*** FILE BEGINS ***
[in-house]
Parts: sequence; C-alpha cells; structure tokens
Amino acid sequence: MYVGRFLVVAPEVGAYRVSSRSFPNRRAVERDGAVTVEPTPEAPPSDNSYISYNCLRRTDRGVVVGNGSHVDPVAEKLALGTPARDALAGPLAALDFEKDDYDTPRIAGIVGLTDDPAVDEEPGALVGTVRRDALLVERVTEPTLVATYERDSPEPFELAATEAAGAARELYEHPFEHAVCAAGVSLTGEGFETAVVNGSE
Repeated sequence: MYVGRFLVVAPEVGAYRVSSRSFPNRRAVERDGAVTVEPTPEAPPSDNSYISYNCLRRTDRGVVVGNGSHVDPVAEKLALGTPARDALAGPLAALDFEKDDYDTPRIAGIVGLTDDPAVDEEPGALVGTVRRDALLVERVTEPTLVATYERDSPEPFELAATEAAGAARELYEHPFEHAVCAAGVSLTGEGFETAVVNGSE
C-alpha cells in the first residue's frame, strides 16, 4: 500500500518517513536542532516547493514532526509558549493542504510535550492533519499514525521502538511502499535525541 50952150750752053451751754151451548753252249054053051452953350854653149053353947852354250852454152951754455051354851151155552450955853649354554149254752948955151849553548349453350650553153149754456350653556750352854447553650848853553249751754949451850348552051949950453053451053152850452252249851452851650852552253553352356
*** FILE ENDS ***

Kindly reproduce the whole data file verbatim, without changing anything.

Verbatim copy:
[in-house]
Parts: sequence; C-alpha cells; structure tokens
Amino acid sequence: MYVGRFLVVAPEVGAYRVSSRSFPNRRAVERDGAVTVEPTPEAPPSDNSYISYNCLRRTDRGVVVGNGSHVDPVAEKLALGTPARDALAGPLAALDFEKDDYDTPRIAGIVGLTDDPAVDEEPGALVGTVRRDALLVERVTEPTLVATYERDSPEPFELAATEAAGAARELYEHPFEHAVCAAGVSLTGEGFETAVVNGSE
Repeated sequence: MYVGRFLVVAPEVGAYRVSSRSFPNRRAVERDGAVTVEPTPEAPPSDNSYISYNCLRRTDRGVVVGNGSHVDPVAEKLALGTPARDALAGPLAALDFEKDDYDTPRIAGIVGLTDDPAVDEEPGALVGTVRRDALLVERVTEPTLVATYERDSPEPFELAATEAAGAARELYEHPFEHAVCAAGVSLTGEGFETAVVNGSE
C-alpha cells in the first residue's frame, strides 16, 4: 500500500518517513536542532516547493514532526509558549493542504510535550492533519499514525521502538511502499535525541 50952150750752053451751754151451548753252249054053051452953350854653149053353947852354250852454152951754455051354851151155552450955853649354554149254752948955151849553548349453350650553153149754456350653556750352854447553650848853553249751754949451850348552051949950453053451053152850452252249851452851650852552253553352356